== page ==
Of Indian ponies he says:
“The breeding of this class of horses may be regarded as a “new departure” in New England farming. The proprietor first became acquainted with the Indian pony while on a trip to California five years ago, has had one at his farm for the use of his family as a saddle pony, and has had frequent opportunity to study their habits and character during frequent visits to the Indian Territory and Southern Kansas since 1881.
“The present season he has received a car load of the choicest ponies to be found in the Indian country, where they were bred. They are free from brands or blemishes, and were selected by Vincent Hawkins of Arkansas City, Kansas, a well-known horseman who has lived on the frontier many years. Several have already been sold to well-known New York gentlemen, and they give great satisfaction.
“These ponies are easily kept, tractable, and great pets, and in many respects are the best horses under the saddle for children and grown persons, for driving singly in village carts and pony phaetons or in pairs.”
Mr. Newell is well known to our citizens as president of the Arkansas City Bank, which business connection induces his frequent visits here. Money changers, as a class, are not popular with their fellow citizens, and they are not promised the best treatment in the world to come. But this gentleman is wise in his generation, and makes atonement for his sins as a plutocrat, by devoting himself to an industry which ranks among the most useful in the country.
Arkansas City Republican, Saturday, June 26, 1886. From Wednesday’s Daily.

V. Hawkins, accompanied by his grandson, Barrett Huey, left this afternoon on the Frisco with a carload of ponies for Massachusetts. Mr. Hawkins will trade the ponies for Jersey cows and bring them to this community.
Arkansas City Republican, Saturday, July 10, 1886. From Tuesday’s Daily.
Saturday, the 3rd, a pleasure party composed of J. L. Huey and family, Dr. J. A. Chapel and wife, Wm. Henderson and wife, F. J. Hess and wife, Dr. J. A. Mitchell and wife, and F. W. Farrar, wife and baby, went out to the home of Mr. and Mrs. V. Hawkins, where the day was most pleasantly spent.
Arkansas City Republican, Saturday, July 31, 1886. From Monday’s Daily.
The Y. M. C. A., will give a Water Melon social, Tuesday evening, July 27, at the residence of Vincent Hawkins in the northwest part of town. A free bus will run from the Y. M. C. A. rooms to the grounds every half hour, after 7 o’clock. All are invited. Come and get acquainted and enjoy yourselves. Strangers especially invited.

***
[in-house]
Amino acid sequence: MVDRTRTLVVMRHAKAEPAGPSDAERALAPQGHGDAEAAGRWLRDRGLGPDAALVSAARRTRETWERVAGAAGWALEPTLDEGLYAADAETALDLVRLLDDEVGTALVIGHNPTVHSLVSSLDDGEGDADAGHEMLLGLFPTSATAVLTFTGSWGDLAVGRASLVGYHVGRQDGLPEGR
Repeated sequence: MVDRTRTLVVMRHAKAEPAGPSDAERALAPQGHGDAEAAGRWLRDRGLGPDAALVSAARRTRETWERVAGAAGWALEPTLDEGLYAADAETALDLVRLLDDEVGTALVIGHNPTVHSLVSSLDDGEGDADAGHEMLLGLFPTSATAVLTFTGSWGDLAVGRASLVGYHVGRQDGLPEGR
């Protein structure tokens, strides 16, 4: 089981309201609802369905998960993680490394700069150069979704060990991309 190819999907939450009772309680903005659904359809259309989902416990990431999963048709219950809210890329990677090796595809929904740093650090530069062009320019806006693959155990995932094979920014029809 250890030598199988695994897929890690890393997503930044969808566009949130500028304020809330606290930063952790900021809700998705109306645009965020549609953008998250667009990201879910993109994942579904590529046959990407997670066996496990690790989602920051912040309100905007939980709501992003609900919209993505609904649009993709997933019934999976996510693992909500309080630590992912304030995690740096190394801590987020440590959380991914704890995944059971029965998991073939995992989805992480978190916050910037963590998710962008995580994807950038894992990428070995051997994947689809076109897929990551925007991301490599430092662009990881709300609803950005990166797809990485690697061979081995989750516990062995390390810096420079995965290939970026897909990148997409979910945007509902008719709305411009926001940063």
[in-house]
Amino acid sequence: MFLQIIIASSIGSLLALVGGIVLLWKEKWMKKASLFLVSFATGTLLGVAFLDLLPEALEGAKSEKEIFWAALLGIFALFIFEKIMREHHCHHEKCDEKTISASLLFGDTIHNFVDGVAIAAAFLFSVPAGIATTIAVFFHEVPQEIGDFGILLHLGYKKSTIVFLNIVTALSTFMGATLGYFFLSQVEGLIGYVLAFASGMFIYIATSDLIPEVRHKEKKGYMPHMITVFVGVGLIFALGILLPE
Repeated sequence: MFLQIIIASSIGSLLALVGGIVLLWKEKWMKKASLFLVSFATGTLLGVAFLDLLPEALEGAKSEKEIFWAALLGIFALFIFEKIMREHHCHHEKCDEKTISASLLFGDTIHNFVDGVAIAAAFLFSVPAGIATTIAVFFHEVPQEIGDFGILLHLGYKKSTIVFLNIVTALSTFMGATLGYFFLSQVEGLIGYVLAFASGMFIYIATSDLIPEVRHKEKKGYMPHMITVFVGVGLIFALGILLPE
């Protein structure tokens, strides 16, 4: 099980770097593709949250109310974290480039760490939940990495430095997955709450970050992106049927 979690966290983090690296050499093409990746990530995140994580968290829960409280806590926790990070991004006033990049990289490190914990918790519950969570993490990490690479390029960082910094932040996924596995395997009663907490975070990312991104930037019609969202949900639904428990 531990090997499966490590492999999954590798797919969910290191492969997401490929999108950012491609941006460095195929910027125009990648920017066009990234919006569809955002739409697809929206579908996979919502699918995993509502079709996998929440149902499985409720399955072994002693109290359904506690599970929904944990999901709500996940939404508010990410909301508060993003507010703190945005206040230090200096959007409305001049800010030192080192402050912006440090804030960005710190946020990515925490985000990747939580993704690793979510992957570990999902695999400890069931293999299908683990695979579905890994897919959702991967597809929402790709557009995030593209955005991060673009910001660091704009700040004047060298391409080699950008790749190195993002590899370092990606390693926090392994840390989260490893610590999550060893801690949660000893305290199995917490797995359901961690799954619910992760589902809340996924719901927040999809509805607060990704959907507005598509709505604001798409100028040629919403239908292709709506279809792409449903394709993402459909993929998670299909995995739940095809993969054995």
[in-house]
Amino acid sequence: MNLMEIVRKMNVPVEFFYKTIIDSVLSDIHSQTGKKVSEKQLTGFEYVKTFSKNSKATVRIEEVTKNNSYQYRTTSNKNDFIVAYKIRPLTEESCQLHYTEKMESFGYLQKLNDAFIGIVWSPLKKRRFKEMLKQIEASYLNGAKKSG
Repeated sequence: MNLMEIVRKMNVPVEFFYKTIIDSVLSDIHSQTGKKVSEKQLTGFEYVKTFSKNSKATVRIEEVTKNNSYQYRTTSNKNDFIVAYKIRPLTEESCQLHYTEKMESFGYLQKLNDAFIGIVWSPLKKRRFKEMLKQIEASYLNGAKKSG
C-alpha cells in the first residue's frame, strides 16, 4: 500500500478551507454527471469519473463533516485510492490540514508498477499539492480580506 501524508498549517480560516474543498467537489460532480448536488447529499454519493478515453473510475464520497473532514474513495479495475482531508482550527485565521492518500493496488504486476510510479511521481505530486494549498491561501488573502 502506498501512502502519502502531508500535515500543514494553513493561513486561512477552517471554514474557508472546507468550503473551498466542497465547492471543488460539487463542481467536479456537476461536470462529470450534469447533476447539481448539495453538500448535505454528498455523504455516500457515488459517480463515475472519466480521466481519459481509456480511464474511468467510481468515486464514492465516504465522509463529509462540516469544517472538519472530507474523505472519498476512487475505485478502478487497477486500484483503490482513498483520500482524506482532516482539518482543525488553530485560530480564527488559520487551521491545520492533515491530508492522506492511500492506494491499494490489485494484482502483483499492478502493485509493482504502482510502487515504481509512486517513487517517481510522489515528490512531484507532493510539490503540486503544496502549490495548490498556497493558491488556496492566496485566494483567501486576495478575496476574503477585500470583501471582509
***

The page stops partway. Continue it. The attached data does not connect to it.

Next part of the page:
Arkansas City Republican, Saturday, August 14, 1886. From Monday’s Daily.
This afternoon Mrs. J. L. Huey, accompanied by her mother, Mrs. V. Hawkins, left for Iowa, where they went to meet Mr. Huey.
Arkansas City Republican, Saturday, January 22, 1887. From Friday’s Daily.
J. L. Huey left last evening for New York, where he went in the interest of the Arkansas City Bank. V. Hawkins accompanied him to Illinois, where he went to visit a brother whom he had not seen for 30 years.
Arkansas City Republican, Saturday, March 5, 1887. From Tuesday’s Daily.
                                                        Real Estate Transfers.
                  V. Hawkins, four acres northeast of city to a Chicago syndicate: $8,000.
Arkansas City Traveler, Friday, July 14, 1922.
Hawkins Huey, proprietor of the Huey Lumber Co., has pur­chased a building site on North B street and Vine avenue. He will have a two story, nine room home constructed there, com­pletely modern in every respect. Mr. Huey and family recently moved to Arkansas City from Chicago and he has launched upon the lumber business here. However, Mr. Huey is an old Arkansas City boy, having been reared in this city, and lived here for a long time before he moved away. He has a large number of friends in this city.


Cowley County Historical Society Museum